South African telecommunications service provider, MTN, has issued a note of warning to its subscribers to beware of the latest scam doing the rounds in the country. It is called the sim swap scam.
With mobile phones becoming a prevalent tool for banking transactions, criminals have started seizing control of phone numbers to get into people’s bank account.
As part of the scam, a supposed MTN call centre agent contacts customers and requests their security details claiming to be blocking the processing of a SIM swap request that was made without the customer’s consent.
The scammers will then use the responses of the customer obtained during the call to perform a fraudulent SIM Swap and possibly use it to access customer’s banking details.
In a statement released on Monday, MTN South Africa said it will not contact customers from its call centre to block the processing of a SIM swap request.
Sim Swap Processes MTN Wants You To Be Aware Of
MTN in the statement highlighted the key aspects of the SIM swap process that customers should be aware of.
Hence when performing a SIM swap:
- Customers have a couple of options available to them
- For post-paid, customers are required to visit an MTN store to activate their SIM swap
- Customers are also requested to produce an ID document
- For Prepaid, customers are able to process a SIM swap via a USSD code, call centre or by visiting an MTN store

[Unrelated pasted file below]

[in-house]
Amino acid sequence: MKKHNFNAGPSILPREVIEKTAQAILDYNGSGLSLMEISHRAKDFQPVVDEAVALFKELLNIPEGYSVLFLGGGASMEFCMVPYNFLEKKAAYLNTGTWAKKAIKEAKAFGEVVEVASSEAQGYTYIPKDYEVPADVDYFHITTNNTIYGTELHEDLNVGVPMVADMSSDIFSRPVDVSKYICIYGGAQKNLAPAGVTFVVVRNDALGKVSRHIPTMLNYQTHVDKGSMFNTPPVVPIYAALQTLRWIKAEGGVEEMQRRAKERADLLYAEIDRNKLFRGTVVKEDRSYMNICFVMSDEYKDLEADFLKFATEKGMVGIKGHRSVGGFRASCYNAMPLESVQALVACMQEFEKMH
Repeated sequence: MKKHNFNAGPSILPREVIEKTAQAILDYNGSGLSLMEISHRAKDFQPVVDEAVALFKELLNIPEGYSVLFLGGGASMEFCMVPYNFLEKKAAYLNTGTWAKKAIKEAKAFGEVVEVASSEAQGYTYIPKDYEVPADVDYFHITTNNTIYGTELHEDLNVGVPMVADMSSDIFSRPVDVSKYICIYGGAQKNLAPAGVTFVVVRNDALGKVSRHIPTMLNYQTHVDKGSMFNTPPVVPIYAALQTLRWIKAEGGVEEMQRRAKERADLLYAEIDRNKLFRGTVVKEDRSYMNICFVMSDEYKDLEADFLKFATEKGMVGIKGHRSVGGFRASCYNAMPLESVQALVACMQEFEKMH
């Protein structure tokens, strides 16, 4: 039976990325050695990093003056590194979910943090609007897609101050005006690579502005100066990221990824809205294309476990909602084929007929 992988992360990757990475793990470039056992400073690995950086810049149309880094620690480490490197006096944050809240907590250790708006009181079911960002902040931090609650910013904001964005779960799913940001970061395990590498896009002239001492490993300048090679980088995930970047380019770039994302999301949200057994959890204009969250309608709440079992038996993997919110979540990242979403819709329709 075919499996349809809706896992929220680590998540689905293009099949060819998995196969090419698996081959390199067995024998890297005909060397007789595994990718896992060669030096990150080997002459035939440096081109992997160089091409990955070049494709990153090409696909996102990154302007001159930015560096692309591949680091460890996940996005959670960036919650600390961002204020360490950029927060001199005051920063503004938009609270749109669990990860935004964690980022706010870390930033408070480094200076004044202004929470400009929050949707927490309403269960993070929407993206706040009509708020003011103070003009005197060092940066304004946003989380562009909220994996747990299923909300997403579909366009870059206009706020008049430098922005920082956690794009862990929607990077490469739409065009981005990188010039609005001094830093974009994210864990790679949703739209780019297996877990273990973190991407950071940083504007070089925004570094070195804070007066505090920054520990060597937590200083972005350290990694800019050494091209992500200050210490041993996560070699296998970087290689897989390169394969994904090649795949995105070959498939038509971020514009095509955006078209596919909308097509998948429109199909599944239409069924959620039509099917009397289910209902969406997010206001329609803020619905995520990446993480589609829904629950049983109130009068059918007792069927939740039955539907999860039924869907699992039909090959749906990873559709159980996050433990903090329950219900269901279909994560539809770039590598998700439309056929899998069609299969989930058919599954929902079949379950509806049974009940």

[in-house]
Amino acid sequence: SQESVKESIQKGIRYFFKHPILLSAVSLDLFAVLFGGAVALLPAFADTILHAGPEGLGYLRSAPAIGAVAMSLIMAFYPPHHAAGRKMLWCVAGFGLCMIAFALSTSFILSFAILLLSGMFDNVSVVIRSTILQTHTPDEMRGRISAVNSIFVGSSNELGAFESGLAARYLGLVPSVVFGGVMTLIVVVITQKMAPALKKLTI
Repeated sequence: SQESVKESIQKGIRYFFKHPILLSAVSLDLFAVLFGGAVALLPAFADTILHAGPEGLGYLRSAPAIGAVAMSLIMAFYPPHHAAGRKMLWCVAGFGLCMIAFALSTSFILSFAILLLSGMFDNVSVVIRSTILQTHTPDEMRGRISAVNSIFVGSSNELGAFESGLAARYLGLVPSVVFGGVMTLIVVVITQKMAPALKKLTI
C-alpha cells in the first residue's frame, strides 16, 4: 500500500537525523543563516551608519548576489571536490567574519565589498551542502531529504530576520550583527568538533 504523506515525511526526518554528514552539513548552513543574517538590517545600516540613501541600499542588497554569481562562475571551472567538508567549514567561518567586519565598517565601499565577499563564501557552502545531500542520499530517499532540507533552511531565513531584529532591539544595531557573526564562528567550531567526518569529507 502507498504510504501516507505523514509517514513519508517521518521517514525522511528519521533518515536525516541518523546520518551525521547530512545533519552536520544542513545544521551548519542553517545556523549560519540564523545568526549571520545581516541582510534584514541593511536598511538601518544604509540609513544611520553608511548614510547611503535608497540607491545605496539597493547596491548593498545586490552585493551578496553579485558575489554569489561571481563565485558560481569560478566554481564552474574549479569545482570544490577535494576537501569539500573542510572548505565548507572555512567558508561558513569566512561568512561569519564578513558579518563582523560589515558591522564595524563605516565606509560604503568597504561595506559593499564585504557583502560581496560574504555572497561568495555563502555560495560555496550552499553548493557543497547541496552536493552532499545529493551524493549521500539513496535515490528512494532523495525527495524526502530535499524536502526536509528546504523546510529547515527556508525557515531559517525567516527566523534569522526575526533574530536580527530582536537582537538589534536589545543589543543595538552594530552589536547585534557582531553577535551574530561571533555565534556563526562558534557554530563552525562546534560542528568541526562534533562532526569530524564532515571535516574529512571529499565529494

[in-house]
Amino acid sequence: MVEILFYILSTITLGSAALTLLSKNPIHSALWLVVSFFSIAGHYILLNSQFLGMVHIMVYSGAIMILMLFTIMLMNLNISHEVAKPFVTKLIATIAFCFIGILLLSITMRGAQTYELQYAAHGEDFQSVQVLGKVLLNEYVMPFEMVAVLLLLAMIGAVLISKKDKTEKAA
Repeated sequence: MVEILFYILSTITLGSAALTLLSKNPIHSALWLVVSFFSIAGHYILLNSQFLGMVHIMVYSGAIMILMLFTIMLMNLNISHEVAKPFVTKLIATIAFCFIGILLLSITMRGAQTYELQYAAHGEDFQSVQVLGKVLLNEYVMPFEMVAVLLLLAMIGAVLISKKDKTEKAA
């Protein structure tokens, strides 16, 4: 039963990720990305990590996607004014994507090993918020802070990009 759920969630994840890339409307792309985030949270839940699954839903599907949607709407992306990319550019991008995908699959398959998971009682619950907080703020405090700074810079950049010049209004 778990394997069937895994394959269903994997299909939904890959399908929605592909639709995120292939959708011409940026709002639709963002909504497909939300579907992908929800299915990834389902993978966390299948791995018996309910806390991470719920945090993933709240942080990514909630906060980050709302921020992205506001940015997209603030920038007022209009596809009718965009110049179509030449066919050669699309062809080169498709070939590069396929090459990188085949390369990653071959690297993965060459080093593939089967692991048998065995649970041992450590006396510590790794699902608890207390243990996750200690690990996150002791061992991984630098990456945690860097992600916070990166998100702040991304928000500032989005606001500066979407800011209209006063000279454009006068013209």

- When opting to visit an MTN store, subscribers will be required to produce an ID document.
- Subscribers who choose to activate remotely will be required to complete security questions.
“MTN is in a continued quest to combat fraud and scams, again we urge our customers not to respond to unsolicited calls and requests for their security details from an unknown number.” the company stated.
South Africans are therefore reminded that scammers try to transfer funds linked to online bank accounts through ” SIM swap,” the process of cancelling the SIM card linked to a victim’s number and activating a new one on a phone in their control.
This means all calls and texts to the victim’s number are routed to the criminal’s phone, so they can activate codes or authorizations needed for online bank transfers, such as a one-time pin or password.